For years, Demi Lovato has used her platform to discuss mental health issues. So it’s not surprising that she felt concerned about the mental health of the students who survived the mass shooting at Marjory Stoneman Douglas High School in Parkland, Florida. On February 14 – a day dedicated to friendship and love – Nikolas Cruz killed 14 students and teachers and injured many more with an AR-15 semi-automatic style weapon. During the kickoff of her Tell Me You Love Me world tour, Demi invited six students to share their stories with the crowd, according to Billboard.
“On February 14, one of the worst mass shootings in American history took place,” she said during the concert. “These students were in the school that day. Please welcome them to the stage.” She then allowed Julius Castillo, Mackenzie Marie Chapman, Samanatha Megan Deitsch, Maia Hebron, Eden Hebron, and Sarah Stricker to address the crowd. In a later statement, Lovato said that she hoped the students received the “mental health and post-trauma care they need.”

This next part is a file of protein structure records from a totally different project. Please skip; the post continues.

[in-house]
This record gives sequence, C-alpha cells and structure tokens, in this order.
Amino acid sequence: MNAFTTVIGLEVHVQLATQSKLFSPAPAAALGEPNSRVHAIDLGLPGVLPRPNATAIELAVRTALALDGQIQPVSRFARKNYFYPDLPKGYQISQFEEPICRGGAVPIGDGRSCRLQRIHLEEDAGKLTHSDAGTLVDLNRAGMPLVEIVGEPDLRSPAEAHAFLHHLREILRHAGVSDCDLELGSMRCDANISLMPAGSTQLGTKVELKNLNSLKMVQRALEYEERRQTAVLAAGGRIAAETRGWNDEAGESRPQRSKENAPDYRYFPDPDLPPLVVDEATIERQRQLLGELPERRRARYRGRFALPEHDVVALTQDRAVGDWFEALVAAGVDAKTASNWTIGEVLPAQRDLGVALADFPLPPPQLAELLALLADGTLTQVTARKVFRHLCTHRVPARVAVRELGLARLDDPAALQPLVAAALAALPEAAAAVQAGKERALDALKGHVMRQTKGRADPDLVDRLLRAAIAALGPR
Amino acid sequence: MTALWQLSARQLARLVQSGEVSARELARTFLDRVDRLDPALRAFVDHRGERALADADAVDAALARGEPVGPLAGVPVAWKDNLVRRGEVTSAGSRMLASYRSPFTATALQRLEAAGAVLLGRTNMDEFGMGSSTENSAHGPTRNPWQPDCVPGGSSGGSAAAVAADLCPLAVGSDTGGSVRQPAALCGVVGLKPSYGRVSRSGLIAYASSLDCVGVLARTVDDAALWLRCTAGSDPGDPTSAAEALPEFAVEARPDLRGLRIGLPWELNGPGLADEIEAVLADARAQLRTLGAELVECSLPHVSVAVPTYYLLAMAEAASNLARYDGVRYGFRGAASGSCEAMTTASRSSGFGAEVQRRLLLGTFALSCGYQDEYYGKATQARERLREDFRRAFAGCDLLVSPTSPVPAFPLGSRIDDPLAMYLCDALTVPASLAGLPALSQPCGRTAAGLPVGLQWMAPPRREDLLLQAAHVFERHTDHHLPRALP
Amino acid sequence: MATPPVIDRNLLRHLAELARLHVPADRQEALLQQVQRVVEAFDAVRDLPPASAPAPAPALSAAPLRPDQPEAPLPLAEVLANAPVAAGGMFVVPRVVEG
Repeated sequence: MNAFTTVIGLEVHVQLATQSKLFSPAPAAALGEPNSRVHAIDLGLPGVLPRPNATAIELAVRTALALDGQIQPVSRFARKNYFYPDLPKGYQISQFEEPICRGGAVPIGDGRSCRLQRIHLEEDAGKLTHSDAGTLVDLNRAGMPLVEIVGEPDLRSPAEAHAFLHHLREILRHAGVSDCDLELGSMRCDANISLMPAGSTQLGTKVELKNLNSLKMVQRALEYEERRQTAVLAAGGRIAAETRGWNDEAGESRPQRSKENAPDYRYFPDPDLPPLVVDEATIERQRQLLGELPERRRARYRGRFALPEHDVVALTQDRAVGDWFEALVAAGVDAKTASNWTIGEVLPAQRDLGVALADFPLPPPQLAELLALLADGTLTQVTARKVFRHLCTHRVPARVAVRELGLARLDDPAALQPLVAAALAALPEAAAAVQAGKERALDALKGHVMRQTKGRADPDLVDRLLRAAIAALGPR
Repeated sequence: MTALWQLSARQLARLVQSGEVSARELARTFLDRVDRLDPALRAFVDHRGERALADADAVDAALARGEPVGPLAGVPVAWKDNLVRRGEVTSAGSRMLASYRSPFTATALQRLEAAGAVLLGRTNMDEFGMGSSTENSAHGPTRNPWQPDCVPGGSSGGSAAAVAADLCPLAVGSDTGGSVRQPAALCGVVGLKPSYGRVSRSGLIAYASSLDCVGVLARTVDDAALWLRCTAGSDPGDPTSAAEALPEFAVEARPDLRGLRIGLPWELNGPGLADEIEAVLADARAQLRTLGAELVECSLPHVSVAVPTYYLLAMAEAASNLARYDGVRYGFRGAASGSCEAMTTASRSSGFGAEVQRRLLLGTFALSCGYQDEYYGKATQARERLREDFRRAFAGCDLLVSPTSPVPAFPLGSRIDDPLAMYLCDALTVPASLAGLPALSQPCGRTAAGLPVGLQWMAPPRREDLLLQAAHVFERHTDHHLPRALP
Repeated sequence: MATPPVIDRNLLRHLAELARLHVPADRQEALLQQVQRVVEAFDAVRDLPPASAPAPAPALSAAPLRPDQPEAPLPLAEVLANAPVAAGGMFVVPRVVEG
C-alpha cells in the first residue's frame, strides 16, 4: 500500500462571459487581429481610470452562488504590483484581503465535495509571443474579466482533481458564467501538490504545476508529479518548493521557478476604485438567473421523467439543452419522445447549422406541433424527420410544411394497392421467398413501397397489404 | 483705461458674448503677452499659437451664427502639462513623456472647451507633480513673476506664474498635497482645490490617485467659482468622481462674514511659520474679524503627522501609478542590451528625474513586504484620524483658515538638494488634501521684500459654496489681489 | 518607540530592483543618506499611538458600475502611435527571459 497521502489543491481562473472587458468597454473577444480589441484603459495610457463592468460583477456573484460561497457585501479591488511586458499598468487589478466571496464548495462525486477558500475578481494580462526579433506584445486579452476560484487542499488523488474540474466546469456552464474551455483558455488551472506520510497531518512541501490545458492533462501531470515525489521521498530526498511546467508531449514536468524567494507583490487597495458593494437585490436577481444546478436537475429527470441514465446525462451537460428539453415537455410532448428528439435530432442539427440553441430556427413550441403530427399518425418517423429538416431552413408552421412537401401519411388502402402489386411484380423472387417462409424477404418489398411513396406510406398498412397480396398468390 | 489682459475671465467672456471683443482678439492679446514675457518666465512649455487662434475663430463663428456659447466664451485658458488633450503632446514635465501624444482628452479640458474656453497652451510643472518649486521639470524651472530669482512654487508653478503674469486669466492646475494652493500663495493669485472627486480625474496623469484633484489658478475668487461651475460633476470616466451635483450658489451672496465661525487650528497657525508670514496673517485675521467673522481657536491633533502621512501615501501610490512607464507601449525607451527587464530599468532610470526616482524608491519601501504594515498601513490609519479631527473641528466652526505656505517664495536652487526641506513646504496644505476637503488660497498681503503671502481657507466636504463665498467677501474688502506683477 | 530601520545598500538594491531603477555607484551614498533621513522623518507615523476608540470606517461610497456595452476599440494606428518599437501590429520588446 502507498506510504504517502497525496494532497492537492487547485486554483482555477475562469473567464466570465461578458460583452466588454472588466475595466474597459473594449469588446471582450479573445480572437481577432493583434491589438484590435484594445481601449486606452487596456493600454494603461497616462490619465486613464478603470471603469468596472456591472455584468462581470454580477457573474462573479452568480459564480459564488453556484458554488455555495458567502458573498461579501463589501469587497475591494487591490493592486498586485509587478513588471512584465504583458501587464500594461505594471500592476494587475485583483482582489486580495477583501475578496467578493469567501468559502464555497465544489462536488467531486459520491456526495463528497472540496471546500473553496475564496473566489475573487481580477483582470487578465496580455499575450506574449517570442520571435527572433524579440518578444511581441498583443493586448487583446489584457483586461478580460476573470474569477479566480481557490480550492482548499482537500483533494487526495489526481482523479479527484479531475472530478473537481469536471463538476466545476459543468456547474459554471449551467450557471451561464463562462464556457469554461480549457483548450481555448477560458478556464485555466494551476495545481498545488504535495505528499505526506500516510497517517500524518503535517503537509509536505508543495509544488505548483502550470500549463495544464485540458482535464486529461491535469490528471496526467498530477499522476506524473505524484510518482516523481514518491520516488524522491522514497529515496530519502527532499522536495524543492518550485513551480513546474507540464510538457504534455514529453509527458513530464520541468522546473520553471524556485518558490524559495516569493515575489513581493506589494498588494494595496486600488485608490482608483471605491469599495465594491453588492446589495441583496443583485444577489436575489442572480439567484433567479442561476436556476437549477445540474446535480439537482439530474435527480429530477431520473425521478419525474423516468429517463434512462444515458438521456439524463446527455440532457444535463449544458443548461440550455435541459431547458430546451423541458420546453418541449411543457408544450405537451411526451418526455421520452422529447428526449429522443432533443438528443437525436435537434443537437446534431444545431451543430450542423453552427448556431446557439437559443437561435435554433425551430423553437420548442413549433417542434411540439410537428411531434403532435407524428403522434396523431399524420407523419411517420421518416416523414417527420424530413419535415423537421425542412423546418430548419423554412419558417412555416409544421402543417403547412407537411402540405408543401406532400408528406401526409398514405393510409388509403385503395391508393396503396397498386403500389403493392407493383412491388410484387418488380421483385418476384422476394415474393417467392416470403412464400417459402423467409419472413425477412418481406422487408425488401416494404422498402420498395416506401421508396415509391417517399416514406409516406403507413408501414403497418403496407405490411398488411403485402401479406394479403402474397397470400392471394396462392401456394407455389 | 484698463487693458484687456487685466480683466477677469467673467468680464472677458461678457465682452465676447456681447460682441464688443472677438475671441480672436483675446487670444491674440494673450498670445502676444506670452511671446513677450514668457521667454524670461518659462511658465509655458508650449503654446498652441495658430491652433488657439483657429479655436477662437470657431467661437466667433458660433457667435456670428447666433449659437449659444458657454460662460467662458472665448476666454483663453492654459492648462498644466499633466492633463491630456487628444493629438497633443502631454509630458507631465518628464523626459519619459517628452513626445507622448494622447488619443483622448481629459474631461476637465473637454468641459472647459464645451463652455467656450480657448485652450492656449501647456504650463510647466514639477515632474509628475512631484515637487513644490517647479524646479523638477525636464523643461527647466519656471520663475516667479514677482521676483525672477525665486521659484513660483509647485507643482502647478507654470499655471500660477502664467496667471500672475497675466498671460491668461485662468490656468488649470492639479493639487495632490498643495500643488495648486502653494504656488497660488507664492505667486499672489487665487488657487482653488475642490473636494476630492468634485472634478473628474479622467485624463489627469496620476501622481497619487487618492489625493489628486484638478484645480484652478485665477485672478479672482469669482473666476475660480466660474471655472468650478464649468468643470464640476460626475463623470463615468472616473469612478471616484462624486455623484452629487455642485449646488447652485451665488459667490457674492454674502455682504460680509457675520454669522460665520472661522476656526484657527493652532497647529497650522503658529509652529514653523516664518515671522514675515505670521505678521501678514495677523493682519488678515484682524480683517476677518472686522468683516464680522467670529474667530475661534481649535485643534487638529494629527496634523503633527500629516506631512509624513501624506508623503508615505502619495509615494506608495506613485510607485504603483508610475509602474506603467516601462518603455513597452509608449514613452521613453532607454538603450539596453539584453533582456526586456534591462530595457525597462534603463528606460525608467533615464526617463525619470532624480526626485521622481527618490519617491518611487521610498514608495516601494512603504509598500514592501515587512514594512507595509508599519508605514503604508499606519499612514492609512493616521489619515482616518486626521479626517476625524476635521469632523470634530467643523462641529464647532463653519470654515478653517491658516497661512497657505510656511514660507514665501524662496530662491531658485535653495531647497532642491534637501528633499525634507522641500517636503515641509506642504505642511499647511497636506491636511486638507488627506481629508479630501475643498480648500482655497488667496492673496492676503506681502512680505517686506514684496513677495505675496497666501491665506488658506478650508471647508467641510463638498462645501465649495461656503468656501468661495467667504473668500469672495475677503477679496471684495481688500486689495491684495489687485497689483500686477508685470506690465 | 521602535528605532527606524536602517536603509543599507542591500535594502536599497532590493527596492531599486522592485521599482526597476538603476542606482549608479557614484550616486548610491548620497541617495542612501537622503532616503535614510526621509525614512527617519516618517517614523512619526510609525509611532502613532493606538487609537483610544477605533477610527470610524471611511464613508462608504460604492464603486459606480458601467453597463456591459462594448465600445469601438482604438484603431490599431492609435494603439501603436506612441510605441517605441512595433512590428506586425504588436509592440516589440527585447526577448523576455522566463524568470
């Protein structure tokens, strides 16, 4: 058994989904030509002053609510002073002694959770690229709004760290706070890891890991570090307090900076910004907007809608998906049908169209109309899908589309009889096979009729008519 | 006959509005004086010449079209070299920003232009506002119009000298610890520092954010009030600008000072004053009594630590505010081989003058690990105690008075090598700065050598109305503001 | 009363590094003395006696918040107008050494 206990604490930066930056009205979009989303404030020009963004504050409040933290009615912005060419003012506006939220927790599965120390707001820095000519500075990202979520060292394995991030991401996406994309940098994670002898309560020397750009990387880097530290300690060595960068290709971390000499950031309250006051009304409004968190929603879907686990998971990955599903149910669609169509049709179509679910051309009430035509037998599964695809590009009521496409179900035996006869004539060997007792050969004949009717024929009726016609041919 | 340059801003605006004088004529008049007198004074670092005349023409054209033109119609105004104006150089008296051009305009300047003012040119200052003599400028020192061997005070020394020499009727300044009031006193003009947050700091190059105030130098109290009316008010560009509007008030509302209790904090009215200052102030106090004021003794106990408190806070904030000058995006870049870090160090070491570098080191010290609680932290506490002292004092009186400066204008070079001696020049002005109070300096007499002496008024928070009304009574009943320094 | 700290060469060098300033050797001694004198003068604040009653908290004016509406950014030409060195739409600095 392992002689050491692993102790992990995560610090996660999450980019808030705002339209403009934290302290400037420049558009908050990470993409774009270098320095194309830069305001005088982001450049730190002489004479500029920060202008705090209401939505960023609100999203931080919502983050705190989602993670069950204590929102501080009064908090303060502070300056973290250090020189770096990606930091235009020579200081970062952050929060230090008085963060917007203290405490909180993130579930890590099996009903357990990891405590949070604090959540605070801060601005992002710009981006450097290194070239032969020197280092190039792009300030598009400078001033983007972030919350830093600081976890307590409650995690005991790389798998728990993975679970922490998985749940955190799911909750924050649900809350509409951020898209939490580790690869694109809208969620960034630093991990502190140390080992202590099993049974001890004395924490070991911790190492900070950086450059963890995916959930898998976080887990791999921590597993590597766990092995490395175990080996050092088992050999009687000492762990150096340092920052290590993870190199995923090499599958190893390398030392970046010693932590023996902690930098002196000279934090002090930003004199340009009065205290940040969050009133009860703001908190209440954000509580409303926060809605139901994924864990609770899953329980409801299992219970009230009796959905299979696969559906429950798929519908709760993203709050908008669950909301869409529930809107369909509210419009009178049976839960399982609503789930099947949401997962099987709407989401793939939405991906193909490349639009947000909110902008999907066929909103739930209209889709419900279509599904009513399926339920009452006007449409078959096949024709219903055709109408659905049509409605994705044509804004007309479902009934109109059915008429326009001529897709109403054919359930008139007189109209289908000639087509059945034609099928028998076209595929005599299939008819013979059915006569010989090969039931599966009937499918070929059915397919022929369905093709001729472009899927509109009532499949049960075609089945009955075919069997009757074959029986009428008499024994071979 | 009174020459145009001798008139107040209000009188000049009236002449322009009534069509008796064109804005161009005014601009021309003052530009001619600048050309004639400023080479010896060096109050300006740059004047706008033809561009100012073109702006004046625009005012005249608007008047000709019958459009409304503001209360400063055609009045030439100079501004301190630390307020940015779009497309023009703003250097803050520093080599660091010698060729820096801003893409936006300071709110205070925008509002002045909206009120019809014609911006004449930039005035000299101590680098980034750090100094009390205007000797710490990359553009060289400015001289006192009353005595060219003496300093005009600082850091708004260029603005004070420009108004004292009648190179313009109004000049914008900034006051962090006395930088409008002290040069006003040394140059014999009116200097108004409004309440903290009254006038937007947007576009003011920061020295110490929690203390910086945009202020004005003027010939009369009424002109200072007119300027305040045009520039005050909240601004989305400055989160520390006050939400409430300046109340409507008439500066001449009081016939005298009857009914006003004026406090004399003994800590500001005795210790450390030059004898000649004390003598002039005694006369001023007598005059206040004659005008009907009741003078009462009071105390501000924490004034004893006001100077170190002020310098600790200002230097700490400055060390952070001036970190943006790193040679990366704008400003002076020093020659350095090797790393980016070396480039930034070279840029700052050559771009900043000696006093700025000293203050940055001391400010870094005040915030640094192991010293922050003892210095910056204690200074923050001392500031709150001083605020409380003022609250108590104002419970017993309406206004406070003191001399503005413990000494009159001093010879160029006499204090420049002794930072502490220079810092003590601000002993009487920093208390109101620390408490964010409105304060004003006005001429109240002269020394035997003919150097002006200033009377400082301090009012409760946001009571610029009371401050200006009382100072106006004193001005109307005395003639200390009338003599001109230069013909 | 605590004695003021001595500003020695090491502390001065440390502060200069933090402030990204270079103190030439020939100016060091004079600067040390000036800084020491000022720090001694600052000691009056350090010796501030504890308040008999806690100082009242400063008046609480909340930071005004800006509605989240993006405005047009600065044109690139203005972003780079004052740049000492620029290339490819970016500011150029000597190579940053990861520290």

In the two weeks since the shooting, a group of students, who started March for Our Lives, have become the new face of the gun control movement. Celebrities like Oprah, George and Amal Clooney, and Steve Spielberg have each donated $500,000 to March for Our Lives. And while many applaud the efforts of these young activists, others have criticized celebrities and others for backing these students – who are mostly white – but not supporting other groups who have advocated for gun control in the past, including Black Lives Matter.
At least one student, Lex Michaels, has spoken out about the lack of support groups made up of people of color have received. “Much of what I’ve done and wanted to do was inspired by Black Lives Matter,” she wrote. “We’re protesting the exact same way and being called heroes just because the majority of us are white. America needs to do better in so many ways.”